Georgina Campbell's Cookery Feature - No-Cook Cooking!

The No-Cook Cookbook (Quercus Books, €24.99/£20.00; also available in Kindle, £13.99; Foreword by Donal Skehan).Following on the success of her first book, No-Bake Baking, it was only a matter of time before the impossibly talented and retro-stylish Sharon Hearne-Smith topped it with an even better one, and the time has come - enter The No-Cook Cookbook (Quercus Books, €24.99/£20.00; also available in Kindle, £13.99; Foreword by Donal Skehan).

In lesser hands this is exactly the kind of book that many of us would be wary of, given all the short cuts and pre-prepared ingredients that go with the territory. But Sharon - who is a member of the Irish Food Writers’ Guild and lives in Dublin with her husband and their little girls, Pearl and Poppy - has nearly two decades of experience of ghost writing, recipe testing and food styling for high-profile cookbooks, food magazines and TV cookery programmes.

And that knowledge and experience shows, in gimmick-free recipes based on wholesome fresh ingredients that she somehow transforms into beautiful, nutritious and noticeably healthy dishes.

The short cuts taken often involve substituting high calorie conventional ingredients with fresh, low calorie and often gluten-free alternatives - the ribbons of courgette that are used instead of pasta in the ravioli dish below, for example.

Sharon Hearne Smith

There are 100 recipe in the book, and the range of dishes is wide, covering all meals (even entertaining) and everything from snacks and (very pretty) canapés, to soups, cheats’ pizza, easy sushi and ceviche, and variations on many other familiar dishes. The salads are especially appealing, as might be expected, and the vegetarian dishes are a real strength.

Sharon’s No-Cook Pantry guide gives handy checklists that will make life a lot easier, also suggestions for Useful Kit (notably several types of blender, and mandolin/slicers) and No-Cook Menu Ideas for everything from picnics to garden parties and even Christmas classics (yes, seriously).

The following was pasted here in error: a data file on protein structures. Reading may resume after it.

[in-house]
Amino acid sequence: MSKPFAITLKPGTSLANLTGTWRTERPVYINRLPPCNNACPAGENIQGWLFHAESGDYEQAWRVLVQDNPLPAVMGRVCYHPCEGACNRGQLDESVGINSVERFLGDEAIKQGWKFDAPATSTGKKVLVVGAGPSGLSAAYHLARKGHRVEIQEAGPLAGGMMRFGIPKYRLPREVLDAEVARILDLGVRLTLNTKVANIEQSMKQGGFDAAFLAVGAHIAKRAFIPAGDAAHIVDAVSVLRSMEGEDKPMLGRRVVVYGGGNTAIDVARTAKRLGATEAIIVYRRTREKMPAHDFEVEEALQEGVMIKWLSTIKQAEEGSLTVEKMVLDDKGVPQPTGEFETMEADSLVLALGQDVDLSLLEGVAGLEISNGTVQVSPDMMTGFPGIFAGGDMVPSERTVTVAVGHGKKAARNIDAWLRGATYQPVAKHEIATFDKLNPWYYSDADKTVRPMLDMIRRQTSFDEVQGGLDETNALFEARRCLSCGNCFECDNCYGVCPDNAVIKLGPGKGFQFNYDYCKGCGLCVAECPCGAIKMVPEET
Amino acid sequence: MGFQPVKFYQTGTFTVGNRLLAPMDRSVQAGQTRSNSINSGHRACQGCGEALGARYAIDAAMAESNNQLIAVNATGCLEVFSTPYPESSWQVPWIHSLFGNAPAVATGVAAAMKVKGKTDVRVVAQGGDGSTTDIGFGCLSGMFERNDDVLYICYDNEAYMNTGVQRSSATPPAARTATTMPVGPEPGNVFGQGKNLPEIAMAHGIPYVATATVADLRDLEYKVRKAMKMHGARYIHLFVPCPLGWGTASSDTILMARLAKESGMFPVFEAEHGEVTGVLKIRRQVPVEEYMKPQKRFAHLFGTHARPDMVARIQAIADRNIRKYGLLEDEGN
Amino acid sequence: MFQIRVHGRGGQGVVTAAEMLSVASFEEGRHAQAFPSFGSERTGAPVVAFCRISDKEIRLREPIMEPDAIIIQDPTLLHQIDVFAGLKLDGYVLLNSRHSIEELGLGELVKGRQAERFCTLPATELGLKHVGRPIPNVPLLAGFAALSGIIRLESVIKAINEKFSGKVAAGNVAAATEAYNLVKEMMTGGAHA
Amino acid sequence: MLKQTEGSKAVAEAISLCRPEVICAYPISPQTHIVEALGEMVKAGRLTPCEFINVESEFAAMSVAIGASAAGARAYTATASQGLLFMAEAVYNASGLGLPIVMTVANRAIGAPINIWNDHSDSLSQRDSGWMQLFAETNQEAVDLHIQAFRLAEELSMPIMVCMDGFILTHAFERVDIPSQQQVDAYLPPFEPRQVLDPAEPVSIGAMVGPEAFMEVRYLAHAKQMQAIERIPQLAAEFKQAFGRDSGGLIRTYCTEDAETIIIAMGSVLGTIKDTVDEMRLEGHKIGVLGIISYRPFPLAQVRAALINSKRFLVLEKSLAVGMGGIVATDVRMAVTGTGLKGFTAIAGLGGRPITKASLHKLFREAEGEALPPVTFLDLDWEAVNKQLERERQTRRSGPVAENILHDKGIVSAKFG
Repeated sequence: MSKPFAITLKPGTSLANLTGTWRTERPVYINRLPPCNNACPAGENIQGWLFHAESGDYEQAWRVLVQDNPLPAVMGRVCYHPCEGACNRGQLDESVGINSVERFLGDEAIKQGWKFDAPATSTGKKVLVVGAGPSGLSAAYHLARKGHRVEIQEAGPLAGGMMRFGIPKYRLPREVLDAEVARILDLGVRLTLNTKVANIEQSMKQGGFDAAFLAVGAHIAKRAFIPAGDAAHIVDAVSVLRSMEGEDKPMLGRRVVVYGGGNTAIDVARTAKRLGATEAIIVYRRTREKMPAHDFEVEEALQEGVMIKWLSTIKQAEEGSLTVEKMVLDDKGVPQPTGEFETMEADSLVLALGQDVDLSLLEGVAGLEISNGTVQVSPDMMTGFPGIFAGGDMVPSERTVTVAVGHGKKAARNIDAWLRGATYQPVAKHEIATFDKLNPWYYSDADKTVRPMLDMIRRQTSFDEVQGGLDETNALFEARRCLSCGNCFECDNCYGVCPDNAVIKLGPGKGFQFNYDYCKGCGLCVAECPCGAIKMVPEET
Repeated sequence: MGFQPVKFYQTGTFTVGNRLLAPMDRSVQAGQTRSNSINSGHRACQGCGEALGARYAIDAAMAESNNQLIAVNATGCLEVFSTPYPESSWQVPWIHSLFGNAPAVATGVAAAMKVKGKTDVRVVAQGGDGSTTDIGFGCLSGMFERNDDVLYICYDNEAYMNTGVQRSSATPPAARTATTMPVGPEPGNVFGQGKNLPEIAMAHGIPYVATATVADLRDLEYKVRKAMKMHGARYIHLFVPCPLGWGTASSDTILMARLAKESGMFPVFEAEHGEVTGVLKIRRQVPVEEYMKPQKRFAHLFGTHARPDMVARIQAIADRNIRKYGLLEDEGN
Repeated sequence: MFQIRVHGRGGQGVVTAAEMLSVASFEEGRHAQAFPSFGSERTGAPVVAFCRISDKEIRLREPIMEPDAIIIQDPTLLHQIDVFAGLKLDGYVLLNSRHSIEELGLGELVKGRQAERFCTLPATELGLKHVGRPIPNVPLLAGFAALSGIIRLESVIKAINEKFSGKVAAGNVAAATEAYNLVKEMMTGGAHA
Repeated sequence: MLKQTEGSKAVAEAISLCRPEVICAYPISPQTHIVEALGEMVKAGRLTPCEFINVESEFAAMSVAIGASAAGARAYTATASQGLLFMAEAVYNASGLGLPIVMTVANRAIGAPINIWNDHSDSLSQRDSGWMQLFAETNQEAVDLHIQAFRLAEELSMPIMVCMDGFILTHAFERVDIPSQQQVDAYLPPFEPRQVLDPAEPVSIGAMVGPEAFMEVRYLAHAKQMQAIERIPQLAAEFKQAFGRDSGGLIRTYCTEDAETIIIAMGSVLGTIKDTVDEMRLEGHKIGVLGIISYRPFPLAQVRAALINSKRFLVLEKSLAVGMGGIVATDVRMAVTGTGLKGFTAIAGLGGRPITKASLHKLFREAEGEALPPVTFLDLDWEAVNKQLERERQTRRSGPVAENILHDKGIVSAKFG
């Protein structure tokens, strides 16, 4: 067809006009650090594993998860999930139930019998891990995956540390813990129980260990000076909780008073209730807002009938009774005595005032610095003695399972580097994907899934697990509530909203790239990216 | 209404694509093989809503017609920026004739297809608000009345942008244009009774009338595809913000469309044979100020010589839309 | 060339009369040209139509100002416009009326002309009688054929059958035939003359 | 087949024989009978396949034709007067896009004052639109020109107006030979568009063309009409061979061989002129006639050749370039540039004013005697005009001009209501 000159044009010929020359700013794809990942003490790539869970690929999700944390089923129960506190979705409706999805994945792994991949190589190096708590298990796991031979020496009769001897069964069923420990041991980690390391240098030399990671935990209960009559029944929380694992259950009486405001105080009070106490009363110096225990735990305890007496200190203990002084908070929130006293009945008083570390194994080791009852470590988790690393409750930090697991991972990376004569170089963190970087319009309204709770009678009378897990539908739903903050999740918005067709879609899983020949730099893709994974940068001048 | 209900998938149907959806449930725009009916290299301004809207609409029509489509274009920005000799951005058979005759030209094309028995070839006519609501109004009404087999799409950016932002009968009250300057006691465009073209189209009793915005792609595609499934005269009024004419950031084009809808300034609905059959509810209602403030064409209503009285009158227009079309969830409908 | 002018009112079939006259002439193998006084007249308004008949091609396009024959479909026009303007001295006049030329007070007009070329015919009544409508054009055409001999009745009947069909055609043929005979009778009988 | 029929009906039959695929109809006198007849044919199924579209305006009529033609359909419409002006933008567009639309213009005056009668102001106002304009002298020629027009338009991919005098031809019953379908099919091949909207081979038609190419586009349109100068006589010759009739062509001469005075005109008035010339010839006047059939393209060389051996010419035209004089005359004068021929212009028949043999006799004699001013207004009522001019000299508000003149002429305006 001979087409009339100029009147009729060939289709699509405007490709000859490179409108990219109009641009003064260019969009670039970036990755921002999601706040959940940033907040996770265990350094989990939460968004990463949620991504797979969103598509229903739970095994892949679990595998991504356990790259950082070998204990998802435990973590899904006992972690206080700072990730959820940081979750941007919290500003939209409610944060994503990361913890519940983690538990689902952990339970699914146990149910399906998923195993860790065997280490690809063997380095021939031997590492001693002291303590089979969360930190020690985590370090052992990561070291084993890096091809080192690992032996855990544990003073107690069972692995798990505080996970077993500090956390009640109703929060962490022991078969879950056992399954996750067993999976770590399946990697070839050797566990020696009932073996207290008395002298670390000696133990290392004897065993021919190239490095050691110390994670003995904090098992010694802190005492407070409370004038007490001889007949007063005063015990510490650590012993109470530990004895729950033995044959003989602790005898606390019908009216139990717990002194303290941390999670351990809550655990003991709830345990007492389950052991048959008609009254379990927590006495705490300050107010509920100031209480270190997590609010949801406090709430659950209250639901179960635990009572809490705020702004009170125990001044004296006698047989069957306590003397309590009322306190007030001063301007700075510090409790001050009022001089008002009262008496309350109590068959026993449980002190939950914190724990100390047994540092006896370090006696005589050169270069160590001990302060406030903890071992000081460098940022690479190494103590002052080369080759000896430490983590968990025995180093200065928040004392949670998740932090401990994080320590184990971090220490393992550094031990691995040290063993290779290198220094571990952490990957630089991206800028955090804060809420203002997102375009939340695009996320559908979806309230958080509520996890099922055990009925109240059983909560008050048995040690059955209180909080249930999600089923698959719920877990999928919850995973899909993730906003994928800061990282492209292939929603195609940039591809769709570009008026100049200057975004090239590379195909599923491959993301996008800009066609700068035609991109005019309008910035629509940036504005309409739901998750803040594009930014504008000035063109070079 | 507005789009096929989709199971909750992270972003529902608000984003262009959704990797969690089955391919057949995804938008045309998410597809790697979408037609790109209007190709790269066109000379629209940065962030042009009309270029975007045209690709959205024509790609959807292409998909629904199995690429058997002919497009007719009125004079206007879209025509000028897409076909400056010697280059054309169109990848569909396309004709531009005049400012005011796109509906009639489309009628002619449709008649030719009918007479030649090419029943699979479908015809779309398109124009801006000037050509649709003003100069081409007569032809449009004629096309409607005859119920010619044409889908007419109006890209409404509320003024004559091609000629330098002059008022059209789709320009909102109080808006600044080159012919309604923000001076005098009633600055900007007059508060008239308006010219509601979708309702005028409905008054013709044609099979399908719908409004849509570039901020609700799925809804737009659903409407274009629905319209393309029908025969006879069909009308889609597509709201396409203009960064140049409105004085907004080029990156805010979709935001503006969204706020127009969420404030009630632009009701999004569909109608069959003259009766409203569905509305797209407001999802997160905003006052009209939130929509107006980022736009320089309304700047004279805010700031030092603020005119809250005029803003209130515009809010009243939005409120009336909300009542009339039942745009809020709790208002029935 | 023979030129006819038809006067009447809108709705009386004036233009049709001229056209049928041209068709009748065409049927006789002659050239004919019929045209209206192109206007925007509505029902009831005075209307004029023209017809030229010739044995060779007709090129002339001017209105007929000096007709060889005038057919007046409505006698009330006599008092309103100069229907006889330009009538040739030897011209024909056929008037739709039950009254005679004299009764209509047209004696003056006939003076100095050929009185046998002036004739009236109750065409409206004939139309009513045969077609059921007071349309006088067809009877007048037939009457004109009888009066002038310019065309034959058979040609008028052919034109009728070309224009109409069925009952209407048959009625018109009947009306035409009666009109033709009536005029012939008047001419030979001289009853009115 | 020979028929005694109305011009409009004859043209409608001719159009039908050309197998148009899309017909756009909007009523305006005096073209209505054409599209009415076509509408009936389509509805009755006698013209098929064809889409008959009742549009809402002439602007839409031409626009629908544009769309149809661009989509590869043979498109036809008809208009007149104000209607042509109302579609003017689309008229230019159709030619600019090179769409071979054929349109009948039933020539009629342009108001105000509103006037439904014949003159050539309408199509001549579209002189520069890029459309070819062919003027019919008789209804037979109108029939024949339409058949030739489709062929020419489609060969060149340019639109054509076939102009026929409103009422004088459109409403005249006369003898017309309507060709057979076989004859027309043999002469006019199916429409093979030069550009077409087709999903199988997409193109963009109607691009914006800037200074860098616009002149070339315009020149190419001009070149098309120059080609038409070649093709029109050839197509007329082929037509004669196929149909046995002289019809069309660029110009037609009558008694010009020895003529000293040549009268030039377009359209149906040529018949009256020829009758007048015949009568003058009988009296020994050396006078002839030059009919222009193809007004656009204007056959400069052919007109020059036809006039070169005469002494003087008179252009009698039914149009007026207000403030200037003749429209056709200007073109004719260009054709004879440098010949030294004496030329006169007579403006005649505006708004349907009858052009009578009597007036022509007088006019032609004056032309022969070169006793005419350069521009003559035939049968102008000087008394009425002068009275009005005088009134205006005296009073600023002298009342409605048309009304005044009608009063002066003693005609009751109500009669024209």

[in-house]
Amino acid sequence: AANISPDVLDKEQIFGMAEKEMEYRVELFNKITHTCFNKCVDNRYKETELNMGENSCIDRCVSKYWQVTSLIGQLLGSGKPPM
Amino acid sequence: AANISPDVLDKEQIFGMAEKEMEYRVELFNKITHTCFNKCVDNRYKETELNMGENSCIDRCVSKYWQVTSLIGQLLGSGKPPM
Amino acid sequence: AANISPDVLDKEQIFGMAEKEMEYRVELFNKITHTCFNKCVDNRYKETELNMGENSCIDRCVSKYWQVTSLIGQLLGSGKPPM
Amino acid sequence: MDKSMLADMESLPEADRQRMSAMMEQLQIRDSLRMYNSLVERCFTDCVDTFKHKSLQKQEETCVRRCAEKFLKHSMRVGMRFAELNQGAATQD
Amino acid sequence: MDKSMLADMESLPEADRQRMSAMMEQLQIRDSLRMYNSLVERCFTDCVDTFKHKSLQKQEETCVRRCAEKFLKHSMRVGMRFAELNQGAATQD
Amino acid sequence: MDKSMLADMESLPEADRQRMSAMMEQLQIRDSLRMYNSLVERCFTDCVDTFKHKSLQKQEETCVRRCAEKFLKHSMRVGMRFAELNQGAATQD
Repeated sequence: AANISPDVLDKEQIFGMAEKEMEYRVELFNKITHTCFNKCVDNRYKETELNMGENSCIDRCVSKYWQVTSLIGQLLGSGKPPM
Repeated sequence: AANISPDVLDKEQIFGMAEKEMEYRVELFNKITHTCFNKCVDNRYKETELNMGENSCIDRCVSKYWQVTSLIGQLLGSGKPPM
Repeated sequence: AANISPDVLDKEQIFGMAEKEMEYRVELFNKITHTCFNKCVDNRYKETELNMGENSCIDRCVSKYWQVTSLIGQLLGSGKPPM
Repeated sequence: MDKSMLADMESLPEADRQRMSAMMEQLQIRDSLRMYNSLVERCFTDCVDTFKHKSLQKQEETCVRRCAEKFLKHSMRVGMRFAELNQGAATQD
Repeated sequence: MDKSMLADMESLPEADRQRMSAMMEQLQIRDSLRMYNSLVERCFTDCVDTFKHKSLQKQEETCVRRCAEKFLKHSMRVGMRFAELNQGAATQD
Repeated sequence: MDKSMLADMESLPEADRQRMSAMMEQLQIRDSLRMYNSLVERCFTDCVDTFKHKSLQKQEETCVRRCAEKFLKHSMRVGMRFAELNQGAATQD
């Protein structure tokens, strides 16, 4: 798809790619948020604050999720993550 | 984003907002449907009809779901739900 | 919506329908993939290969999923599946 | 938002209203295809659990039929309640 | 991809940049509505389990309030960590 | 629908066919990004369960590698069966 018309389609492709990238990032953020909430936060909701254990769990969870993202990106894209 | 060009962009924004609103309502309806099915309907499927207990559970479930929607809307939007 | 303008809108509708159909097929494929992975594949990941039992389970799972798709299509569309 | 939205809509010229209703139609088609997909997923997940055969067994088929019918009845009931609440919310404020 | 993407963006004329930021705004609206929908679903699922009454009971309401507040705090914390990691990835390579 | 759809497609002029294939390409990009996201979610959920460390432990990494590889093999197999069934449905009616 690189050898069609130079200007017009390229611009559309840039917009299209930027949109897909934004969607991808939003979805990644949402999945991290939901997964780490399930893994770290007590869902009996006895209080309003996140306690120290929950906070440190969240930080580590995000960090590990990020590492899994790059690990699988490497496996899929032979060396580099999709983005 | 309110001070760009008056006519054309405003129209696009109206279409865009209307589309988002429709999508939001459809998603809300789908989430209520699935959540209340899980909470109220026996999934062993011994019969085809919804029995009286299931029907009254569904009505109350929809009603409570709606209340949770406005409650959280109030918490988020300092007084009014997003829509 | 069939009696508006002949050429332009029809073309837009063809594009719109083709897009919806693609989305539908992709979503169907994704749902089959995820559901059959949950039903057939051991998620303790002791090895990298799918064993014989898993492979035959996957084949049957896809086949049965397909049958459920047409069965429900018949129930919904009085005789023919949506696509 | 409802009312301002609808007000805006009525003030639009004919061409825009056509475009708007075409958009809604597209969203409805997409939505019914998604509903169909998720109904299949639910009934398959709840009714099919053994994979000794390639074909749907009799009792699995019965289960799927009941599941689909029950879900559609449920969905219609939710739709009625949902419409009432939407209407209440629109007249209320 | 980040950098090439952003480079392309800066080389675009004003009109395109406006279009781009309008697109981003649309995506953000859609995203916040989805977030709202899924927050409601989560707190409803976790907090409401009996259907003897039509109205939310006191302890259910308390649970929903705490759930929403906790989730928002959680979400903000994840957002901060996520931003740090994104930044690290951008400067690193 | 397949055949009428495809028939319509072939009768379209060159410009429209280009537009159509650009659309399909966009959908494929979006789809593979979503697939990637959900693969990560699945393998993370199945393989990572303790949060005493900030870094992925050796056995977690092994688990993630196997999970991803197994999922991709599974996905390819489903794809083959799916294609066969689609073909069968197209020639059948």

Surprisingly, perhaps, not all dishes are cold - kitchen allies like boiling water and hot stock play their part in this but it’s an ideal book for summer (keeping the kitchen cool is one of the advantages cited). Many of the recipes are ideal for picnics - and also for packed lunches, which will come in very handy for family members heading off to school or work.

Fun and practical, no-cook cooking could become a hobby with Sharon Hearne-Smith at your side.




Combining beef and blueberries in a salad might sound unusual, but they make a surprisingly happy couple. The vinegar in the dressing cuts through the sweetness of the fruit, while the distinctive taste of feta pulls everything together. Try to source good-quality beef slices that are nice and pink - the meat in the photo is spiced beef. Speaking of happy couples, this is a great starter for a romantic meal or dinner party - just increase the quantities if you've got guests. If not eating straight away, keep the dressing separate until ready to serve.


125g blueberries
2 tbsp extra virgin olive oil
1 tbsp redcurrant jelly
1 tsp red wine vinegar
1 x 215g can chickpeas
75g mixed salad leaves
Small handful of fresh
mint leaves 25g roasted hazelnuts,
roughly chopped 125g cooked beef slices l00g feta cheese
Sea salt and freshly ground black pepper


Place half the blueberries in a mini-blender with the oil, redcurrant jelly and vinegar. Blitz until as smooth as possible. Season to taste.

Drain and rinse the chickpeas and place them in a large bowl with the remaining blueberries, the salad leaves, mint and hazelnuts. Chop or tear the beef into bite-sized pieces if necessary and add to the bowl. Give everything a good toss.

Divide between serving plates or bowls and crumble the feta cheese on top. Drizzle with the dressing and serve immediately.


RICOTTA & ALMOND COURGETTE RAVIOLI with crushed tomato sauce

RICOTTA & ALMOND COURGETTE RAVIOLI with crushed tomato sauce

Because this easy no-cook version of ravioli is made from courgettes, it is gluten-free as well as very low-carb. Yellow courgettes are ideal if you want your ravioli to resemble the real thing, but regular green courgettes work perfectly well. It is important to make the courgette strips as thin as possible so that they stay in shape when folded. You can use ground almonds in the filling if you prefer, but it really is worth going to the effort of blitzing toasted flaked almonds for the extra flavour they bring to the dish.


2 large courgettes, preferably yellow
25ml extra virgin olive oil
l00g toasted flaked almonds
250g ricotta
50g vegetarian cheese, finely grated